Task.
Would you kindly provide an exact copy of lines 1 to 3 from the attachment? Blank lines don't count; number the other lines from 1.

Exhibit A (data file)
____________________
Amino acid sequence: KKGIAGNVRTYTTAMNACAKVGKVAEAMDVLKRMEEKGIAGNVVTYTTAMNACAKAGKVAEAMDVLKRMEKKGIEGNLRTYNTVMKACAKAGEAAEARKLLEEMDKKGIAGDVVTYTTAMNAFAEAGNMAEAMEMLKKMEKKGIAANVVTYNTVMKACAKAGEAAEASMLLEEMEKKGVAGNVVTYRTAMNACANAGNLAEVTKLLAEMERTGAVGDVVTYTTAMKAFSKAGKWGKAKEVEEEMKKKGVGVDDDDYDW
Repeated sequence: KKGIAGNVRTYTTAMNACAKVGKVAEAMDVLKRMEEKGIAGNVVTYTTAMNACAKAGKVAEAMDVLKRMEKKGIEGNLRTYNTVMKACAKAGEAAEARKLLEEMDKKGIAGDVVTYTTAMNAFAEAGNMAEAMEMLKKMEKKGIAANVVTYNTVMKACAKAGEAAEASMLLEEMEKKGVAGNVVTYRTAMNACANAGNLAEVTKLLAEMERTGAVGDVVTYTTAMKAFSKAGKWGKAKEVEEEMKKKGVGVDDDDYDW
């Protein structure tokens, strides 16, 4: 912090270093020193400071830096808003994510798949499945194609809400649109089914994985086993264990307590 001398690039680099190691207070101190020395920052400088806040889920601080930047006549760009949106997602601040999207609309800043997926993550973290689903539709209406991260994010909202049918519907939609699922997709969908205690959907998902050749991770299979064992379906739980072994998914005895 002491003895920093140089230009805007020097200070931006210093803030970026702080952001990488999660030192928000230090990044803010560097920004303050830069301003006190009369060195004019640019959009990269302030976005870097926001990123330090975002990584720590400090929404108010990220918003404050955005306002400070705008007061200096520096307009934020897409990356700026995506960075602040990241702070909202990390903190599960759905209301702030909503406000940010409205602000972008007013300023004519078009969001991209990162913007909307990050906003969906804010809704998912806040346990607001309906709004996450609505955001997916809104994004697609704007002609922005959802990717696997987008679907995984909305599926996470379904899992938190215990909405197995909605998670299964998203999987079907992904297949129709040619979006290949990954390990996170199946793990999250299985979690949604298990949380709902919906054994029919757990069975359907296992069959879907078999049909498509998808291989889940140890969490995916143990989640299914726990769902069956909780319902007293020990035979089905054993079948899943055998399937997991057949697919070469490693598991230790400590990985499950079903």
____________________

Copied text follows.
Amino acid sequence: KKGIAGNVRTYTTAMNACAKVGKVAEAMDVLKRMEEKGIAGNVVTYTTAMNACAKAGKVAEAMDVLKRMEKKGIEGNLRTYNTVMKACAKAGEAAEARKLLEEMDKKGIAGDVVTYTTAMNAFAEAGNMAEAMEMLKKMEKKGIAANVVTYNTVMKACAKAGEAAEASMLLEEMEKKGVAGNVVTYRTAMNACANAGNLAEVTKLLAEMERTGAVGDVVTYTTAMKAFSKAGKWGKAKEVEEEMKKKGVGVDDDDYDW
Repeated sequence: KKGIAGNVRTYTTAMNACAKVGKVAEAMDVLKRMEEKGIAGNVVTYTTAMNACAKAGKVAEAMDVLKRMEKKGIEGNLRTYNTVMKACAKAGEAAEARKLLEEMDKKGIAGDVVTYTTAMNAFAEAGNMAEAMEMLKKMEKKGIAANVVTYNTVMKACAKAGEAAEASMLLEEMEKKGVAGNVVTYRTAMNACANAGNLAEVTKLLAEMERTGAVGDVVTYTTAMKAFSKAGKWGKAKEVEEEMKKKGVGVDDDDYDW
């Protein structure tokens, strides 16, 4: 912090270093020193400071830096808003994510798949499945194609809400649109089914994985086993264990307590 001398690039680099190691207070101190020395920052400088806040889920601080930047006549760009949106997602601040999207609309800043997926993550973290689903539709209406991260994010909202049918519907939609699922997709969908205690959907998902050749991770299979064992379906739980072994998914005895 002491003895920093140089230009805007020097200070931006210093803030970026702080952001990488999660030192928000230090990044803010560097920004303050830069301003006190009369060195004019640019959009990269302030976005870097926001990123330090975002990584720590400090929404108010990220918003404050955005306002400070705008007061200096520096307009934020897409990356700026995506960075602040990241702070909202990390903190599960759905209301702030909503406000940010409205602000972008007013300023004519078009969001991209990162913007909307990050906003969906804010809704998912806040346990607001309906709004996450609505955001997916809104994004697609704007002609922005959802990717696997987008679907995984909305599926996470379904899992938190215990909405197995909605998670299964998203999987079907992904297949129709040619979006290949990954390990996170199946793990999250299985979690949604298990949380709902919906054994029919757990069975359907296992069959879907078999049909498509998808291989889940140890969490995916143990989640299914726990769902069956909780319902007293020990035979089905054993079948899943055998399937997991057949697919070469490693598991230790400590990985499950079903």